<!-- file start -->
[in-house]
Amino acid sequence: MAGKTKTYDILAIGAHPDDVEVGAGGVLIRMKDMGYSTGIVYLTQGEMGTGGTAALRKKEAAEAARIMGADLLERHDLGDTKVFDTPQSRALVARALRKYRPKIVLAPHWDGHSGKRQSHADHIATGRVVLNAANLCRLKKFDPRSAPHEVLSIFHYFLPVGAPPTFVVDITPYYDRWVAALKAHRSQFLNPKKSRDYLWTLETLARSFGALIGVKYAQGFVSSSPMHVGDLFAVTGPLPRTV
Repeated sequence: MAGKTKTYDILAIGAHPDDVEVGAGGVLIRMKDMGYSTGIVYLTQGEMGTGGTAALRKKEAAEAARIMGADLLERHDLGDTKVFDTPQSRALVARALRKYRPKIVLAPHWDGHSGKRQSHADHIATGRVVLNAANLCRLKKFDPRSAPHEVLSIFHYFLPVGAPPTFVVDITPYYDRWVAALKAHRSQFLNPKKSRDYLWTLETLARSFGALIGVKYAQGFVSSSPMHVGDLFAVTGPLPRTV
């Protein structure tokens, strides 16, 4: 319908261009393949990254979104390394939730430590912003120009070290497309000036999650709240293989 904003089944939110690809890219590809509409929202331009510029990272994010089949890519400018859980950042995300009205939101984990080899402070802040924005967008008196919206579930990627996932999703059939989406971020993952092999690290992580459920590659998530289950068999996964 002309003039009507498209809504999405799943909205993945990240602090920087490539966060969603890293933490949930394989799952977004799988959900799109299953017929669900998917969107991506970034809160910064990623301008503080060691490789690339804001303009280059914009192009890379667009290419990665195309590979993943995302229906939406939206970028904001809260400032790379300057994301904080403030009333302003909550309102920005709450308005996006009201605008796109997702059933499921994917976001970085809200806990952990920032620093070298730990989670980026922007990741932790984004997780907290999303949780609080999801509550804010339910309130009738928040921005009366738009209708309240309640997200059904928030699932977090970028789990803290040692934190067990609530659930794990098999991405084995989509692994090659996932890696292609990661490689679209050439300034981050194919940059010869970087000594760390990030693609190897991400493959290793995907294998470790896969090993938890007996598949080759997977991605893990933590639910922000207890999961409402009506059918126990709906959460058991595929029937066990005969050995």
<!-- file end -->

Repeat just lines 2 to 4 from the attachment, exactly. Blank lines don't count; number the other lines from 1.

Amino acid sequence: MAGKTKTYDILAIGAHPDDVEVGAGGVLIRMKDMGYSTGIVYLTQGEMGTGGTAALRKKEAAEAARIMGADLLERHDLGDTKVFDTPQSRALVARALRKYRPKIVLAPHWDGHSGKRQSHADHIATGRVVLNAANLCRLKKFDPRSAPHEVLSIFHYFLPVGAPPTFVVDITPYYDRWVAALKAHRSQFLNPKKSRDYLWTLETLARSFGALIGVKYAQGFVSSSPMHVGDLFAVTGPLPRTV
Repeated sequence: MAGKTKTYDILAIGAHPDDVEVGAGGVLIRMKDMGYSTGIVYLTQGEMGTGGTAALRKKEAAEAARIMGADLLERHDLGDTKVFDTPQSRALVARALRKYRPKIVLAPHWDGHSGKRQSHADHIATGRVVLNAANLCRLKKFDPRSAPHEVLSIFHYFLPVGAPPTFVVDITPYYDRWVAALKAHRSQFLNPKKSRDYLWTLETLARSFGALIGVKYAQGFVSSSPMHVGDLFAVTGPLPRTV
């Protein structure tokens, strides 16, 4: 319908261009393949990254979104390394939730430590912003120009070290497309000036999650709240293989 904003089944939110690809890219590809509409929202331009510029990272994010089949890519400018859980950042995300009205939101984990080899402070802040924005967008008196919206579930990627996932999703059939989406971020993952092999690290992580459920590659998530289950068999996964 002309003039009507498209809504999405799943909205993945990240602090920087490539966060969603890293933490949930394989799952977004799988959900799109299953017929669900998917969107991506970034809160910064990623301008503080060691490789690339804001303009280059914009192009890379667009290419990665195309590979993943995302229906939406939206970028904001809260400032790379300057994301904080403030009333302003909550309102920005709450308005996006009201605008796109997702059933499921994917976001970085809200806990952990920032620093070298730990989670980026922007990741932790984004997780907290999303949780609080999801509550804010339910309130009738928040921005009366738009209708309240309640997200059904928030699932977090970028789990803290040692934190067990609530659930794990098999991405084995989509692994090659996932890696292609990661490689679209050439300034981050194919940059010869970087000594760390990030693609190897991400493959290793995907294998470790896969090993938890007996598949080759997977991605893990933590639910922000207890999961409402009506059918126990709906959460058991595929029937066990005969050995």